One of the more remarkable propositions in Legouy and Boulanger’s excellent Atlas de la Vigne et du Vin (2015) is that whilst wine consumption in France and Italy has steadily declined over the past forty years, wine consumption in Britain has exploded. Red, white, and rosé are colours that are brightening social occasions more and more frequently. What has changed then among the Britons whom the French King Charles VII, during the Hundred Years War, told to ‘go back home and drink that ale you’re so used to’?
A democratisation of wine
It is no longer just the elite who are drinking wine, nor is all wine expensive. All the major newspapers now have wine columnists, and wine is much discussed on television, not to mention the internet. With the massive growth of flights and holidays to Mediterranean resorts, Britons now frequently encounter places which have their own long traditions of wine production and consumption. At home, wine is also very present in the socialising that forms a large part of soap operas like Eastenders and Coronation Street. The terraced houses of the fictional Coronation Street differ in many ways from the high-ceilinged rooms of the fictional Downton Abbey, yet both represent Britons consuming wine at ease. The popping of a cork and the golden bubbles of sparkling wine can now, in the form of Prosecco and Cava, be had for half of the price of the cheapest Champagne, and the rich and powerful reds of Bordeaux and Châteauneuf-du-Pape can now be left on the shelf when cheaper Californian and Australian wines made with the same grape varietes are widely available.
The spaces and times in which wine is drunk have significantly changed over the past forty years. There are now, for instance, fewer long lunches in restaurants and glasses of sherry in the afternoon, and more post-work drinks, catching up with friends over a bottle of wine, and wine accompanying ordinary weekday dinners. Wine bars have spread, pubs serve a wide range of wines, and even small cafés, where traditionally only porcelain would clink, now often resound with the chiming of wine glasses. Withnail’s demand for ‘the finest wines available to humanity’ in a village tea room of the Lake District in the 1970s might now, in 2016, be at least partly fulfilled.
New wines, new times
Historically, the English and then British taste for wine has done much to influence, even invent wine production overseas. Port, Sherry, Madeira and Marsala are fortified wines that owe a great deal to the famed British sweet tooth, whilst the wines of Bordeaux and Champagne flourished through being exported to England, as the French Historical Geographers Roger Dion and Xavier de Planhol explained.
In the 1960s and 1970s Britons began to eat out in large numbers. Restaurants grew in number and variety and offered more affordable meals, and many people began to enjoy a little more disposable income. A handful of famous brands of wine were often seen accompanying meals in the 1970s, including the German Liebfraumilch ‘Blue Nun’ and the evocatively named Hungarian ‘Bull’s Blood’. Sherry and Port also still had their place in some houses before and after the evening meal. Since then, the range of wines drunk in Britain has grown, and the wines of the New World have become particularly widespread. Marketed on the basis of grape variety, Merlots, Chardonnays, and Sauvignon Blancs from California, Australia, Chile and New Zealand are now seen on menus, behind bars and on supermarket shelves up and down the country.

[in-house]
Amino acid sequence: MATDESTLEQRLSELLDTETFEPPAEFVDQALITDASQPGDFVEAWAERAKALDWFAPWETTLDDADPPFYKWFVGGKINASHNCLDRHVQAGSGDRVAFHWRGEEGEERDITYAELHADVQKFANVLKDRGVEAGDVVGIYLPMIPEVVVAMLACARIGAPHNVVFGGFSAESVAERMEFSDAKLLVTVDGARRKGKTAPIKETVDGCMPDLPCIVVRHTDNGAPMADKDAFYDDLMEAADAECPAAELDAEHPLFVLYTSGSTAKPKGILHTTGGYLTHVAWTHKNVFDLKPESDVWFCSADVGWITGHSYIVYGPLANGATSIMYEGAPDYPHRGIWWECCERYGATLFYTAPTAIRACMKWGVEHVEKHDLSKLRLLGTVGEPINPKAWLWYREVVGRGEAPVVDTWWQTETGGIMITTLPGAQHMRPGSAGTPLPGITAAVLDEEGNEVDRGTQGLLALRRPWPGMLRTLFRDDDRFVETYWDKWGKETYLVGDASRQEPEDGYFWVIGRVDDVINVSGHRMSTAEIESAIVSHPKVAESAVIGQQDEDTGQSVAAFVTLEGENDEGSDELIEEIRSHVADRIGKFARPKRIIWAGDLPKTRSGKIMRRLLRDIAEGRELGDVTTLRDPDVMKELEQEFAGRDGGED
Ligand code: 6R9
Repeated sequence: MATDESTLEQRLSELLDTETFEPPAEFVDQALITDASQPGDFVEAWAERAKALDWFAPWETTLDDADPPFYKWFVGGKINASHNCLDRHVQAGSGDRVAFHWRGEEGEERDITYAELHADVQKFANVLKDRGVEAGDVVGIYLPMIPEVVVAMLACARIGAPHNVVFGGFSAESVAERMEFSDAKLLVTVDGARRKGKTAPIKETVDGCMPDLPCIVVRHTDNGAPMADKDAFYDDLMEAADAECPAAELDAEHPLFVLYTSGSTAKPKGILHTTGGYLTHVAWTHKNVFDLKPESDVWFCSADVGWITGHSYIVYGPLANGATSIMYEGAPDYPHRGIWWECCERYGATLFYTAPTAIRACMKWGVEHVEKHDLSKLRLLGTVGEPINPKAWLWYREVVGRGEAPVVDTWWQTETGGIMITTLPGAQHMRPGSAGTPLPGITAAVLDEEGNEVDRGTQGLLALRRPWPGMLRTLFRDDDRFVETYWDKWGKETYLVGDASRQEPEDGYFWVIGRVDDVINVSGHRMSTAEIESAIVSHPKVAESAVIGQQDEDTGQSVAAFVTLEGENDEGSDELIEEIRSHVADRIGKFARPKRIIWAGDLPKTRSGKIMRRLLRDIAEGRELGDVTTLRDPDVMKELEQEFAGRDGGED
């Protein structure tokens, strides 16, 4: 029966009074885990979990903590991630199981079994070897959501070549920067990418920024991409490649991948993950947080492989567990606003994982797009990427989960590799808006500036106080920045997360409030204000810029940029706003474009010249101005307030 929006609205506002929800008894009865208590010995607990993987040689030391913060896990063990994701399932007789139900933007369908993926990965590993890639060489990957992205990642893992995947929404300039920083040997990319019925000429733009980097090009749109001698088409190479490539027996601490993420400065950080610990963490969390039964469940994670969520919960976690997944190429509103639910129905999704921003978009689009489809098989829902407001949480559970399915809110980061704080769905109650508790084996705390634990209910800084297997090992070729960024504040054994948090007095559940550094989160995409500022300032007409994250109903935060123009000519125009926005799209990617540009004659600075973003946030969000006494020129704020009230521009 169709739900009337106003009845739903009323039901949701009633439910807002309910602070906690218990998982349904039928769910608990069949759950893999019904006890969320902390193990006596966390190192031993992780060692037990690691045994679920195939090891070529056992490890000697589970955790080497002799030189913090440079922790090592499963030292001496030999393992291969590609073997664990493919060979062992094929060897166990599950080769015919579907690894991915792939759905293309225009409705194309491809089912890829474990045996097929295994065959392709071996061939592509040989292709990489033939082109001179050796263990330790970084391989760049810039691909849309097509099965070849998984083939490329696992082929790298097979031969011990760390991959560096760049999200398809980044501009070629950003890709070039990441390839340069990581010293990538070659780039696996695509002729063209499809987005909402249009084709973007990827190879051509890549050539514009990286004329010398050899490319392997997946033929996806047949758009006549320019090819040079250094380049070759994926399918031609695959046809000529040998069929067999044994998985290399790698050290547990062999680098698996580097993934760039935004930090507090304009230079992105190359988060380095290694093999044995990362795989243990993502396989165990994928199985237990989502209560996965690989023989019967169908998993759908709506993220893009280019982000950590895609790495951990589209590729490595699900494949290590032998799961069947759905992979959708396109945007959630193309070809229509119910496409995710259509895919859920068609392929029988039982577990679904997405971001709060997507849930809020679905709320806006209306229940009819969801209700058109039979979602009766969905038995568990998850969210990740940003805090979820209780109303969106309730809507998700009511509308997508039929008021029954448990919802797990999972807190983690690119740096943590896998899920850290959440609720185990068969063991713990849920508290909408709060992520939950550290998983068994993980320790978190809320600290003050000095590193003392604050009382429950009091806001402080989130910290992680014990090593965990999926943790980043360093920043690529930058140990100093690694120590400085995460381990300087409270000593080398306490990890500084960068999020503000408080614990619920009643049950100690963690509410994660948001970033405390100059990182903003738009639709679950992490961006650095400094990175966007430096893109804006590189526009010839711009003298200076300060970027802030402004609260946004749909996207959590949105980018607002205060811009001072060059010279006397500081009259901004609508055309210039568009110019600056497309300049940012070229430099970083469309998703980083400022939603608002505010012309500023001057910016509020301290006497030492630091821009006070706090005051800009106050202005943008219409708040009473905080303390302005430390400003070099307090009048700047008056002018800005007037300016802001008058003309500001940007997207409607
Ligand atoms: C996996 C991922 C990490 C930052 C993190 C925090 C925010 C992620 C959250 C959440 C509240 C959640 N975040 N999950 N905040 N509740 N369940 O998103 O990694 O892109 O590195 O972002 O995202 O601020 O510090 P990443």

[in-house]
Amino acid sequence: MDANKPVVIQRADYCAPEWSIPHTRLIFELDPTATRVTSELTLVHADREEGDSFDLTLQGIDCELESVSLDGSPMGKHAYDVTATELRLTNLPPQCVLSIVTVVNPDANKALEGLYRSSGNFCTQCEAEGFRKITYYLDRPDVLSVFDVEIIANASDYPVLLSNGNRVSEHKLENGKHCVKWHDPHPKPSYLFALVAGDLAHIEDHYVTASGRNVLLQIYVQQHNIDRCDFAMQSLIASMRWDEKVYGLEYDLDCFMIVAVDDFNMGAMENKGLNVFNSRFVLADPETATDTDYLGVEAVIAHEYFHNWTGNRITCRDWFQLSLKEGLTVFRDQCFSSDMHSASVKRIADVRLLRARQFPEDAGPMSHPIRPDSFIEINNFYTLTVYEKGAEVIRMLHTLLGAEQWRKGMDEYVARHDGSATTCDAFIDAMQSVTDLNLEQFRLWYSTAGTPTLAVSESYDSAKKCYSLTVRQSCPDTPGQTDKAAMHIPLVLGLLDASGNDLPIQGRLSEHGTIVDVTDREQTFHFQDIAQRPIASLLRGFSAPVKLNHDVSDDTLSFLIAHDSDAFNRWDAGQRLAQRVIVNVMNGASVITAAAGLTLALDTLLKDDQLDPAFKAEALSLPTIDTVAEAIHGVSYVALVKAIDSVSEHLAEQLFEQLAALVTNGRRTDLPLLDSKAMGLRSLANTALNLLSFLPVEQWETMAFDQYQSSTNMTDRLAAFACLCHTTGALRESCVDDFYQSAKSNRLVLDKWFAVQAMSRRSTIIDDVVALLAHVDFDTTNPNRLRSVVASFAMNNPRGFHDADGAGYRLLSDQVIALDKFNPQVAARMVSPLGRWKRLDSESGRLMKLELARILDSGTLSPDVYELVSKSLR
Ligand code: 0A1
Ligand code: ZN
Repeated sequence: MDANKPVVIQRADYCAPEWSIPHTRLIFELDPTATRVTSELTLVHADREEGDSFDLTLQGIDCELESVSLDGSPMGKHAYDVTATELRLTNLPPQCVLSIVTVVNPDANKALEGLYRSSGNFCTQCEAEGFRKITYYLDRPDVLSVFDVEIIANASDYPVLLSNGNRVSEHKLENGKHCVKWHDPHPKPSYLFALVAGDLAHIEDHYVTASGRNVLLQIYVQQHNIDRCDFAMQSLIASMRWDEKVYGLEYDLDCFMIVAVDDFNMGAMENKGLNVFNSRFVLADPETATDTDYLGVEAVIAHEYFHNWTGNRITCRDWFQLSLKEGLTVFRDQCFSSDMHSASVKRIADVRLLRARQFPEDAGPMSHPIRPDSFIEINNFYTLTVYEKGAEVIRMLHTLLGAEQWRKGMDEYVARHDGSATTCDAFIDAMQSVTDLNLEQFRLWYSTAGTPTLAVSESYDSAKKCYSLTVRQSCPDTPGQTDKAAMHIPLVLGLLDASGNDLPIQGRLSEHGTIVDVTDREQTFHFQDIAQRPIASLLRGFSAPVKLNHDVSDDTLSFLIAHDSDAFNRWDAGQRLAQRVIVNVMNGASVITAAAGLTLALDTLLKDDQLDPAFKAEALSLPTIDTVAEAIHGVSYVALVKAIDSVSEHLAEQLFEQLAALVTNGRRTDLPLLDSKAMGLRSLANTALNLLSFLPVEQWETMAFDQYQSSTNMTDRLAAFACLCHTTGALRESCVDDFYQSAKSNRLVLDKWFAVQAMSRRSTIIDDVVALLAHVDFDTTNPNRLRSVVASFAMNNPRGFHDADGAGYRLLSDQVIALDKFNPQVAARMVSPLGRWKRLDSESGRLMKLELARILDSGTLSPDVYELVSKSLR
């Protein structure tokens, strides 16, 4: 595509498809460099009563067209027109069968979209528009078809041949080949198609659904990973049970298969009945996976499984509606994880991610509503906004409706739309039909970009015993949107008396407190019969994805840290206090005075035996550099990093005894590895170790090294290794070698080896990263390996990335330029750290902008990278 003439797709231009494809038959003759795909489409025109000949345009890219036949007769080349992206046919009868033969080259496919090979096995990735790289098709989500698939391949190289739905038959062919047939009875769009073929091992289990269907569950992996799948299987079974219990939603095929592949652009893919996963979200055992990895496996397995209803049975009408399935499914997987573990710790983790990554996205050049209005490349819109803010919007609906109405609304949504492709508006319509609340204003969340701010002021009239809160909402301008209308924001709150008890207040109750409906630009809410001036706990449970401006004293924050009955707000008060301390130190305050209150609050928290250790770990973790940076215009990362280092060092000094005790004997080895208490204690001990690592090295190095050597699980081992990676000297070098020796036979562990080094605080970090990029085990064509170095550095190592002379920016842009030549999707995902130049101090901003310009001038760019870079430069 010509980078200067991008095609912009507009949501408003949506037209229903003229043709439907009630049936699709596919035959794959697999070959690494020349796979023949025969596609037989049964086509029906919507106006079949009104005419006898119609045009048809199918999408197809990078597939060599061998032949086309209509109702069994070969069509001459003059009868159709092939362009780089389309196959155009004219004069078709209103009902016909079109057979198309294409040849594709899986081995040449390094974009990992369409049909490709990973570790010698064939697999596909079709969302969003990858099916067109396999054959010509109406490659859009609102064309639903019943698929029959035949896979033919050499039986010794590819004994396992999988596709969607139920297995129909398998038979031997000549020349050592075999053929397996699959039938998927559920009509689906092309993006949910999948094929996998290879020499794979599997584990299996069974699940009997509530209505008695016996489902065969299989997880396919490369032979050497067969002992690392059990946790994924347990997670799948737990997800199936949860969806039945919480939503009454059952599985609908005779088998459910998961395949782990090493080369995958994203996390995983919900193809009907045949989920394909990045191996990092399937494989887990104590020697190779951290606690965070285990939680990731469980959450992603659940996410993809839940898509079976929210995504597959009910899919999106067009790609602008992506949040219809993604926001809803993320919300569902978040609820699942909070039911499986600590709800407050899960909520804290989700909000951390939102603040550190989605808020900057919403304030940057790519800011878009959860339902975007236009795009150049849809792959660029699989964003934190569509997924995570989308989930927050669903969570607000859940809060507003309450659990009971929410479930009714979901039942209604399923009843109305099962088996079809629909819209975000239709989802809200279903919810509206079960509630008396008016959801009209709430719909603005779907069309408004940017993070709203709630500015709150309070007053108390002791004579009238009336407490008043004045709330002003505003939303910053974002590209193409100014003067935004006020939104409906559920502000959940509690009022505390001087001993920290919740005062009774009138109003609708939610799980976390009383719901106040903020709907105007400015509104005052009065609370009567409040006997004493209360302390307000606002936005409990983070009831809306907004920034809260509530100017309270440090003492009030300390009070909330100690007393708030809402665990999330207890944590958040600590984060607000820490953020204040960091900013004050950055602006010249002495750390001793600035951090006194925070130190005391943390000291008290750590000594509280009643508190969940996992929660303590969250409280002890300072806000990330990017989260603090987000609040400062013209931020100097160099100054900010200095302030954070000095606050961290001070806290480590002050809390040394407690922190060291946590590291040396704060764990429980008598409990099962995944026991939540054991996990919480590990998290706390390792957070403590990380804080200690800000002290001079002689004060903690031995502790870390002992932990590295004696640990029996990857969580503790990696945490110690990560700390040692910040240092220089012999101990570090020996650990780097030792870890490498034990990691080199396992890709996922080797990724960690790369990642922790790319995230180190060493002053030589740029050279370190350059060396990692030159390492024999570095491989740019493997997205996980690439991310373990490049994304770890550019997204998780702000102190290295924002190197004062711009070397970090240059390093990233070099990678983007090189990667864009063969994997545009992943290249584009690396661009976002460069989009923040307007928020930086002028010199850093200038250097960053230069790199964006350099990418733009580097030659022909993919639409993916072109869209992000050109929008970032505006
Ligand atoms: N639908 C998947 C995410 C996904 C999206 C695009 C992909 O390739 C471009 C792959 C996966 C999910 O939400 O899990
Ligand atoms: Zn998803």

The world of wine does still retain something of its aspirational character in British society, and it has its legendary names, its fads and its faux pas like any other middle-class pursuit (fashion, gourmet coffee and skiing come to mind). There is of course still a buoyant market for Bordeaux First Growths, Burgundy Grands Crus, and other fine wines, especially in London. Yet where wine was once the privilege of the few, it is now firmly established as the drink, and the culture, of many. The much-debated Brexit will do little to curb the taste of Britons for wine; it may even offer a boost to the British wine industry which has itself grown substantially in recent years.
A wider Anglophone adventure
The trend towards greater wine consumption in recent decades is also evident in the United States, Canada and Ireland. Indeed, statistics available from the International Organisation of Vine and Wine (www.oiv.int/en/databases-and-statistics/statistics) show us that whilst the average consumption of wine in the UK roughly doubled from 13.5 litres per person in 1995 to 26.6 litres in 2005, for that same ten-year period in Ireland the consumption went from 5.7 to 20.7 litres, appearing to have almost quadrupled!
Thus in the English-speaking territories of the northern hemisphere, where the landscapes of sun-drenched vineyards are more imagined than lived, wine is becoming an ever more domesticated, popular and well-known drink; a symbol of changing culinary culture and new ways of sharing some joie de vivre. Cheers !
Rory Hill is a British geographer and a research scholar at the Food 2.0 LAB ; his works focuses on French terroir.